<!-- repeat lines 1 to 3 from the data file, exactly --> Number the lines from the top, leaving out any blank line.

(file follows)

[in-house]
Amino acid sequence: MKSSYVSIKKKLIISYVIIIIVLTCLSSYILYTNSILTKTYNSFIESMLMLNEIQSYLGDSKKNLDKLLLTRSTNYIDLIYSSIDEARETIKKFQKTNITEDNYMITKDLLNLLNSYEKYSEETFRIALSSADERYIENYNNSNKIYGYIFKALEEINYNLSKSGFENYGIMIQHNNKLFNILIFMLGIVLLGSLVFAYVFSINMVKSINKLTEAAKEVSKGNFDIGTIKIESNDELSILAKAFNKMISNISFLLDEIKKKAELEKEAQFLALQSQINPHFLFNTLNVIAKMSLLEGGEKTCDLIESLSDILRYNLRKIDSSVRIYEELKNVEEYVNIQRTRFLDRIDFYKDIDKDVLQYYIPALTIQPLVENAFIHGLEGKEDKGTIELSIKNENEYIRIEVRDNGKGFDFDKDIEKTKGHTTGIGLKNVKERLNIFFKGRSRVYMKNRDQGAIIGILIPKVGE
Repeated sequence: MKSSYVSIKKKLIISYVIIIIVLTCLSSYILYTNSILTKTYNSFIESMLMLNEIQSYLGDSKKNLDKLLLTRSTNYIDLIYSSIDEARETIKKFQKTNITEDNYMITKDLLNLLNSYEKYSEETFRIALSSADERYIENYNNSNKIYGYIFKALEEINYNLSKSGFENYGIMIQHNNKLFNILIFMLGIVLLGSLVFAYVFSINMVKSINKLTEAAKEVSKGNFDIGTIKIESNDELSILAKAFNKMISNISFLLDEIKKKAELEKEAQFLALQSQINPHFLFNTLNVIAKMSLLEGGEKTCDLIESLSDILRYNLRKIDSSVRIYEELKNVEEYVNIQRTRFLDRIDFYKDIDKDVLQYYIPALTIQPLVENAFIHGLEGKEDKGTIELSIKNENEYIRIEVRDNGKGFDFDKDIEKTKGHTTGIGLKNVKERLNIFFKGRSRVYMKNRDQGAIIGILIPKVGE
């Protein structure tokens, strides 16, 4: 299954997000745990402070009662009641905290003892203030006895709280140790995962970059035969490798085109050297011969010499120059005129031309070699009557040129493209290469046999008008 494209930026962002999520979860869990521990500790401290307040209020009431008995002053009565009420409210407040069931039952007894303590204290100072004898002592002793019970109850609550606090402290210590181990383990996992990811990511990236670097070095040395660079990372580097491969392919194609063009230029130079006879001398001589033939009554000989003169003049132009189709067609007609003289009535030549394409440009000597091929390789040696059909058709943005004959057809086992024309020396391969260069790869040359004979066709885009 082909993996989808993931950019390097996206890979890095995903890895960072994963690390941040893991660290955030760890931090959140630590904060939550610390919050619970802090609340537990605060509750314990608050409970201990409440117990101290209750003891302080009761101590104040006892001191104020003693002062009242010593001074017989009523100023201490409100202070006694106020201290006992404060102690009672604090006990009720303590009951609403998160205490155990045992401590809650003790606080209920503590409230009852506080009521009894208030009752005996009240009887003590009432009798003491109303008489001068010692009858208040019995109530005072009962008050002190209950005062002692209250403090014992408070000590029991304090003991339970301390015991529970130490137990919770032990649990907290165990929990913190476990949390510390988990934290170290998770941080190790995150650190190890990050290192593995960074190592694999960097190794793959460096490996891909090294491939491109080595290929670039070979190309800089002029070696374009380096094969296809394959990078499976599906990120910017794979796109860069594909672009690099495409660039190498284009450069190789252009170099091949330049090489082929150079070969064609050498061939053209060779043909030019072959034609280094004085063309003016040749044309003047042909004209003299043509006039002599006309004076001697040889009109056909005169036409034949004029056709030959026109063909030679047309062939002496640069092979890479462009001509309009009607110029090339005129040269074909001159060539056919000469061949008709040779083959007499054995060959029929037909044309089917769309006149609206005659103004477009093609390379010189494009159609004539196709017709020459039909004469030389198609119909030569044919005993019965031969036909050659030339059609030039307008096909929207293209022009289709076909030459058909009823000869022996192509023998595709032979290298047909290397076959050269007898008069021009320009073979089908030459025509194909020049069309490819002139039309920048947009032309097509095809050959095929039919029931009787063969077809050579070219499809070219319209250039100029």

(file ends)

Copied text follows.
[in-house]
Amino acid sequence: MKSSYVSIKKKLIISYVIIIIVLTCLSSYILYTNSILTKTYNSFIESMLMLNEIQSYLGDSKKNLDKLLLTRSTNYIDLIYSSIDEARETIKKFQKTNITEDNYMITKDLLNLLNSYEKYSEETFRIALSSADERYIENYNNSNKIYGYIFKALEEINYNLSKSGFENYGIMIQHNNKLFNILIFMLGIVLLGSLVFAYVFSINMVKSINKLTEAAKEVSKGNFDIGTIKIESNDELSILAKAFNKMISNISFLLDEIKKKAELEKEAQFLALQSQINPHFLFNTLNVIAKMSLLEGGEKTCDLIESLSDILRYNLRKIDSSVRIYEELKNVEEYVNIQRTRFLDRIDFYKDIDKDVLQYYIPALTIQPLVENAFIHGLEGKEDKGTIELSIKNENEYIRIEVRDNGKGFDFDKDIEKTKGHTTGIGLKNVKERLNIFFKGRSRVYMKNRDQGAIIGILIPKVGE
Repeated sequence: MKSSYVSIKKKLIISYVIIIIVLTCLSSYILYTNSILTKTYNSFIESMLMLNEIQSYLGDSKKNLDKLLLTRSTNYIDLIYSSIDEARETIKKFQKTNITEDNYMITKDLLNLLNSYEKYSEETFRIALSSADERYIENYNNSNKIYGYIFKALEEINYNLSKSGFENYGIMIQHNNKLFNILIFMLGIVLLGSLVFAYVFSINMVKSINKLTEAAKEVSKGNFDIGTIKIESNDELSILAKAFNKMISNISFLLDEIKKKAELEKEAQFLALQSQINPHFLFNTLNVIAKMSLLEGGEKTCDLIESLSDILRYNLRKIDSSVRIYEELKNVEEYVNIQRTRFLDRIDFYKDIDKDVLQYYIPALTIQPLVENAFIHGLEGKEDKGTIELSIKNENEYIRIEVRDNGKGFDFDKDIEKTKGHTTGIGLKNVKERLNIFFKGRSRVYMKNRDQGAIIGILIPKVGE